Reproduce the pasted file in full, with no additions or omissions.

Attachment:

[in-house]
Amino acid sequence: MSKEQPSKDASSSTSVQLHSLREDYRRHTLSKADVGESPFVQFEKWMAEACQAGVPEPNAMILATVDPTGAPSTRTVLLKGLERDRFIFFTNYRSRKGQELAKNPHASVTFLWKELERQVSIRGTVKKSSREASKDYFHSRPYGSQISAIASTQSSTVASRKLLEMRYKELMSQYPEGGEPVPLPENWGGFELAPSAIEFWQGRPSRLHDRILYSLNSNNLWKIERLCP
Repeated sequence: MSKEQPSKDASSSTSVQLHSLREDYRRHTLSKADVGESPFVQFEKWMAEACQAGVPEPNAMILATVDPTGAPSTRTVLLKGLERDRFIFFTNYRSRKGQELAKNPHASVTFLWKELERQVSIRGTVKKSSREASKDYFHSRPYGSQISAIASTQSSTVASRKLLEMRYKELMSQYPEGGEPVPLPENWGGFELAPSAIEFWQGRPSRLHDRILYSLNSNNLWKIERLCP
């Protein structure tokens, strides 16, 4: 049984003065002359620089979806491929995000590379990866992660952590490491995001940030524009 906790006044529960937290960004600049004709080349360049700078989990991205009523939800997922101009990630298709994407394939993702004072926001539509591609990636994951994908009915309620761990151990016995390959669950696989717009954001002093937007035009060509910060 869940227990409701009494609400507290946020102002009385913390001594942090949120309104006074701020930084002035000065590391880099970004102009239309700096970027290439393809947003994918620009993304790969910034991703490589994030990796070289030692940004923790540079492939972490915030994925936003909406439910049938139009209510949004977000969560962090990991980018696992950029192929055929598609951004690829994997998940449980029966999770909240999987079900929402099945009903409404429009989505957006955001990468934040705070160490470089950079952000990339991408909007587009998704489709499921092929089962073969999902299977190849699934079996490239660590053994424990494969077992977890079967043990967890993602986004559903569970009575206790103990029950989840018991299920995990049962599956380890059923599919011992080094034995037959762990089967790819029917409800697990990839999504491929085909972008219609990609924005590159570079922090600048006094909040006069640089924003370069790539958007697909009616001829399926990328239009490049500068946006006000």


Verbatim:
[in-house]
Amino acid sequence: MSKEQPSKDASSSTSVQLHSLREDYRRHTLSKADVGESPFVQFEKWMAEACQAGVPEPNAMILATVDPTGAPSTRTVLLKGLERDRFIFFTNYRSRKGQELAKNPHASVTFLWKELERQVSIRGTVKKSSREASKDYFHSRPYGSQISAIASTQSSTVASRKLLEMRYKELMSQYPEGGEPVPLPENWGGFELAPSAIEFWQGRPSRLHDRILYSLNSNNLWKIERLCP
Repeated sequence: MSKEQPSKDASSSTSVQLHSLREDYRRHTLSKADVGESPFVQFEKWMAEACQAGVPEPNAMILATVDPTGAPSTRTVLLKGLERDRFIFFTNYRSRKGQELAKNPHASVTFLWKELERQVSIRGTVKKSSREASKDYFHSRPYGSQISAIASTQSSTVASRKLLEMRYKELMSQYPEGGEPVPLPENWGGFELAPSAIEFWQGRPSRLHDRILYSLNSNNLWKIERLCP
């Protein structure tokens, strides 16, 4: 049984003065002359620089979806491929995000590379990866992660952590490491995001940030524009 906790006044529960937290960004600049004709080349360049700078989990991205009523939800997922101009990630298709994407394939993702004072926001539509591609990636994951994908009915309620761990151990016995390959669950696989717009954001002093937007035009060509910060 869940227990409701009494609400507290946020102002009385913390001594942090949120309104006074701020930084002035000065590391880099970004102009239309700096970027290439393809947003994918620009993304790969910034991703490589994030990796070289030692940004923790540079492939972490915030994925936003909406439910049938139009209510949004977000969560962090990991980018696992950029192929055929598609951004690829994997998940449980029966999770909240999987079900929402099945009903409404429009989505957006955001990468934040705070160490470089950079952000990339991408909007587009998704489709499921092929089962073969999902299977190849699934079996490239660590053994424990494969077992977890079967043990967890993602986004559903569970009575206790103990029950989840018991299920995990049962599956380890059923599919011992080094034995037959762990089967790819029917409800697990990839999504491929085909972008219609990609924005590159570079922090600048006094909040006069640089924003370069790539958007697909009616001829399926990328239009490049500068946006006000």